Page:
Given all the pro-gun ferment all across the state, even the most foolhardy government official ought to sit down and carefully consider the best course of action.  If subordinate jurisdictions and large numbers of citizens are publicly stating their intention to arm themselves to resist your new law, you have to ask yourself: do I feel lucky?  Or at the very least, do I feel so powerful politically and militarily that I can afford to disregard their views entirely and force my will on them at the point of a gun?

Abraham Lincoln wrestled with this decision.  He did not want to have a Civil War.  He didn't feel particularly strongly about ending slavery, as we now know:

My paramount object in this struggle is to save the Union, and is not either to save or to destroy slavery. If I could save the Union without freeing any slave I would do it, and if I could save it by freeing all the slaves I would do it; and if I could save it by freeing some and leaving others alone I would also do that.

However, the choice wasn't his.  The South had decided that they wanted out, and southerners weren't willing to accept any compromises.  Given that, Lincoln's choice became: let them go?  Or use force to save the Union?

We all know the result: he chose to use force to save the Union, and did so at the cost of hundreds of thousands of dead Americans.  Along the way, he also freed the slaves, which was certainly well worth doing in its own right but was not his primary objective.

The government of Virginia would appear to be presented with a similar choice: Is it worthwhile to use deadly force to strip American citizens of the longstanding Second Amendment right to keep and bear arms that their forefathers fought and died to earn for them?

It would seem that at least some of Virginia's political masters have reached a decision.  Democratic Virginia Rep. Donald McEachin suggested:

Ultimately, I'm not the governor, but the governor may have to nationalize the National Guard to enforce the law.  That's his call, because I don't know how serious these counties are and how severe the violations of law will be. But that's obviously an option he has.

We should all thank God he's not the governor!  The fact that such a man holds elective office should scare us to the soles of our boots.

He's not entirely wrong, though.  One of the major reasons that we have a National Guard is to suppress domestic insurrections - that is, a situation where a local district rejects higher state authority, which is exactly what's happening here.

We could hope and pray that wiser heads of the ruling Democrat party prevail and they step back from their announced legislative plans.  We'll wait a moment while you recover from your choking fit of hysterical laughter at the thought of politicians acting in a reasonable manner.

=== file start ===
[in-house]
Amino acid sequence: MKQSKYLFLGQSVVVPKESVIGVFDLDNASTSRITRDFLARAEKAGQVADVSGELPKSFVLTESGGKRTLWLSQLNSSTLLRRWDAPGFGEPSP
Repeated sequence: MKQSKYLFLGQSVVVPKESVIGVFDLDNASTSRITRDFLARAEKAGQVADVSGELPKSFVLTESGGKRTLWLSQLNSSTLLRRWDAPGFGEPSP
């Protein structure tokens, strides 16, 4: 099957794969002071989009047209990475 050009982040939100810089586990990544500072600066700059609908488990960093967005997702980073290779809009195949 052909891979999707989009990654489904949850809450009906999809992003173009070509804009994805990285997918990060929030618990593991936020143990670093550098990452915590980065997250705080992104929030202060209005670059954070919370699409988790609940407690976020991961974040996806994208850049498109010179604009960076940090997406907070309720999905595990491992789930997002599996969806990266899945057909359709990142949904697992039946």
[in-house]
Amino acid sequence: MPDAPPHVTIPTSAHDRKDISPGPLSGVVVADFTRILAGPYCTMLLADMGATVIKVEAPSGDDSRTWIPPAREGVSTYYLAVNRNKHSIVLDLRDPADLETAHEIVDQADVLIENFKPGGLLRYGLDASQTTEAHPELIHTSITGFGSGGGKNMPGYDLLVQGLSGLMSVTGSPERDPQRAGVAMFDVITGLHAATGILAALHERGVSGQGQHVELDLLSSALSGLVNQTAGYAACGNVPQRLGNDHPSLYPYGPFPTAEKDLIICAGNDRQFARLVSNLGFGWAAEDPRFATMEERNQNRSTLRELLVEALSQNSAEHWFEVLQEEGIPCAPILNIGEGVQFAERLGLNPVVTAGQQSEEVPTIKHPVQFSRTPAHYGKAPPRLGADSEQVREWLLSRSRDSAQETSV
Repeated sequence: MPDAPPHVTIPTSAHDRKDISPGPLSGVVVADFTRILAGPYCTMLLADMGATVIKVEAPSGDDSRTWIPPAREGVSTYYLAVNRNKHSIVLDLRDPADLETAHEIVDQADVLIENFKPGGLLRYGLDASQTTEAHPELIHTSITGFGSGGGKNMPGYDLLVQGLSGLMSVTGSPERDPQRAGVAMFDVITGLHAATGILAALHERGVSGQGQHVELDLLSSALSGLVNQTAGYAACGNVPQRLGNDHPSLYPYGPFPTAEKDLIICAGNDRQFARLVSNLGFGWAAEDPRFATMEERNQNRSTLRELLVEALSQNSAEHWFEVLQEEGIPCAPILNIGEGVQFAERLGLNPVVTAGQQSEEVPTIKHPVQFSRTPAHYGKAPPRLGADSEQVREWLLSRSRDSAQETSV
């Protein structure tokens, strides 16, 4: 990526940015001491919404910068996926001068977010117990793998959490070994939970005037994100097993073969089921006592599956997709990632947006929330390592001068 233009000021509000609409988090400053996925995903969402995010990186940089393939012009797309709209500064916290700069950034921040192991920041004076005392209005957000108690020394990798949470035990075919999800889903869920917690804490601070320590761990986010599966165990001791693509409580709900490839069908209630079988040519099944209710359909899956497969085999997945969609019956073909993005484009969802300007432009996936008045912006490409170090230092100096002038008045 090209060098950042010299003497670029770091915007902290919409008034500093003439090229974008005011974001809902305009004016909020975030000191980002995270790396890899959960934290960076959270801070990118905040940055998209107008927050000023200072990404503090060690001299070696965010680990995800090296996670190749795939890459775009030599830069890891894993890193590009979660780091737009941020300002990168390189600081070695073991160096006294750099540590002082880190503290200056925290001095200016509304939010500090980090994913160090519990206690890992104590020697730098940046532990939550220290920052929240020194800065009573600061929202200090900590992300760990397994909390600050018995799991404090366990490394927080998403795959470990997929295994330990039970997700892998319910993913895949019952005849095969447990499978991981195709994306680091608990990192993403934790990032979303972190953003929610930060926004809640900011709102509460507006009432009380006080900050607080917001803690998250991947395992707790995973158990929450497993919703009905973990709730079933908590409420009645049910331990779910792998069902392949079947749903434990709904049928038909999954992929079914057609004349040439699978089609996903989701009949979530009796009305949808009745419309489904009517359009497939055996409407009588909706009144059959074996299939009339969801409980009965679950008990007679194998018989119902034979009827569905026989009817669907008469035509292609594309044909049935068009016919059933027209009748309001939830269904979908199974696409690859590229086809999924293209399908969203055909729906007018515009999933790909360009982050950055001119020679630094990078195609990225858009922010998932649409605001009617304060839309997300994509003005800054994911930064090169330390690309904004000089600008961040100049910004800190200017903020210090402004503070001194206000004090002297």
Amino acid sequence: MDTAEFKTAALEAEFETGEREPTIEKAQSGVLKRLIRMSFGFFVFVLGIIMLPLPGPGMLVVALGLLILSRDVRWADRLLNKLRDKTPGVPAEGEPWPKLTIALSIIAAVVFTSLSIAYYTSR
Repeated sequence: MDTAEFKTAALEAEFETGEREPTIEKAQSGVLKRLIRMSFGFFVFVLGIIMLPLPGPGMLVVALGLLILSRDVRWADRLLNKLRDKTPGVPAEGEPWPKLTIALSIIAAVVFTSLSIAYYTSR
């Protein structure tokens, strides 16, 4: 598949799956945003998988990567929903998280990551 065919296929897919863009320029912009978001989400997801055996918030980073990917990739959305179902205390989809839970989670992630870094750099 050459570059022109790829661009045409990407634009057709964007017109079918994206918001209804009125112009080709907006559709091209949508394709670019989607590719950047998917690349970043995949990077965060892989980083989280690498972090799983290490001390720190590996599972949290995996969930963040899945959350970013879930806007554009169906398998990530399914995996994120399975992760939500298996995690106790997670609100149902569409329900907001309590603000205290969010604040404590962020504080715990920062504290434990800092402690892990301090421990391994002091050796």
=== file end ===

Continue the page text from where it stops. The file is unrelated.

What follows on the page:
On the Road To Combat

It's becoming dismayingly easier to see how this plays out: Virginia's Democrat-held legislature bans guns, or some significant subset of guns.  All of Virginia outside the cities refuses to participate in enforcing the laws, nullifying them in their localities, so for a time nothing changes outside the cities regardless of what the law says on paper.

Eventually, Democratic Governor Northam must make a choice: Should he admit that his laws are a laughingstock and his power doesn't extend beyond urban boundaries?  Not very many politicians are willing to do that.  Indeed, his Attorney General already promised they would be enforced by whatever means necessary.

If local police refuse to enforce his laws, he can send in the state troopers, but there we encounter a problem.  Most state troopers don't live in the cities, and even most of those that do tend to like firearms. They may not be willing to disarm their fellow innocent citizens, particularly if a significant fraction of their fellow citizens are willing to resist violently.  Many may refuse or resign, making the governor look ever weaker.  In any case, there aren't nearly enough of them to do the job if the sheriffs and local police refuse to cooperate.

That leaves the National Guard, and once again, we run into similar realities.  Would the leadership of the Guard enforce such laws?  As commissioned officers, they can resign, but that would simply mean that the only leadership left would be those that support gun confiscation.  And make no mistake, confiscation is where this is going - if not immediately from individuals, certainly from any vendors of guns.

Enlisted Guardsmen don't have the option of resigning; like all serving members of the military, they need to do as they're told or else.  The "or else" isn't pretty, but if they obeyed, the results would be even less pretty.

Messiness is inevitable because soldiers are very different from police.  Policemen are trained to "serve and protect," on the assumption that most of the people they meet are innocent of any crime.

Soldiers, on the other hand, are trained for armed combat, where the world consists of your side and The Enemy, and your job is to make The Enemy dead as expeditiously as possible.  They're untrained, unskilled, and inexperienced in de-escalation, negotiation, or compromise; it would be totally unfair as well as unrealistic to expect them to be able to do it.